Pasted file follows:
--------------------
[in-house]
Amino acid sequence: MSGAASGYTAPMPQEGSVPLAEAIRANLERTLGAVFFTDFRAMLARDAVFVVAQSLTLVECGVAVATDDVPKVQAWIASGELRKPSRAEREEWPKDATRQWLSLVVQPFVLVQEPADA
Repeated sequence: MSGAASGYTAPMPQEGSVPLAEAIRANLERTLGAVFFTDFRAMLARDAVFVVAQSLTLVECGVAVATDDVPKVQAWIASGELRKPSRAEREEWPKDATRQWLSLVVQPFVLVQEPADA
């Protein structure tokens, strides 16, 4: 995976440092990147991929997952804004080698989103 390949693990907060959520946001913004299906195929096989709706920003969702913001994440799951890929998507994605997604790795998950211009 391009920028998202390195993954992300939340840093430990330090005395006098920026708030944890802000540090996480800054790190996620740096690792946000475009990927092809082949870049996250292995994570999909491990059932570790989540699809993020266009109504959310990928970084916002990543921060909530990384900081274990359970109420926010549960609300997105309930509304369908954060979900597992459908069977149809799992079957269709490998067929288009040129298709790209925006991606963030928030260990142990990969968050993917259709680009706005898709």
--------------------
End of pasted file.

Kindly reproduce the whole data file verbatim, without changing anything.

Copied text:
[in-house]
Amino acid sequence: MSGAASGYTAPMPQEGSVPLAEAIRANLERTLGAVFFTDFRAMLARDAVFVVAQSLTLVECGVAVATDDVPKVQAWIASGELRKPSRAEREEWPKDATRQWLSLVVQPFVLVQEPADA
Repeated sequence: MSGAASGYTAPMPQEGSVPLAEAIRANLERTLGAVFFTDFRAMLARDAVFVVAQSLTLVECGVAVATDDVPKVQAWIASGELRKPSRAEREEWPKDATRQWLSLVVQPFVLVQEPADA
């Protein structure tokens, strides 16, 4: 995976440092990147991929997952804004080698989103 390949693990907060959520946001913004299906195929096989709706920003969702913001994440799951890929998507994605997604790795998950211009 391009920028998202390195993954992300939340840093430990330090005395006098920026708030944890802000540090996480800054790190996620740096690792946000475009990927092809082949870049996250292995994570999909491990059932570790989540699809993020266009109504959310990928970084916002990543921060909530990384900081274990359970109420926010549960609300997105309930509304369908954060979900597992459908069977149809799992079957269709490998067929288009040129298709790209925006991606963030928030260990142990990969968050993917259709680009706005898709």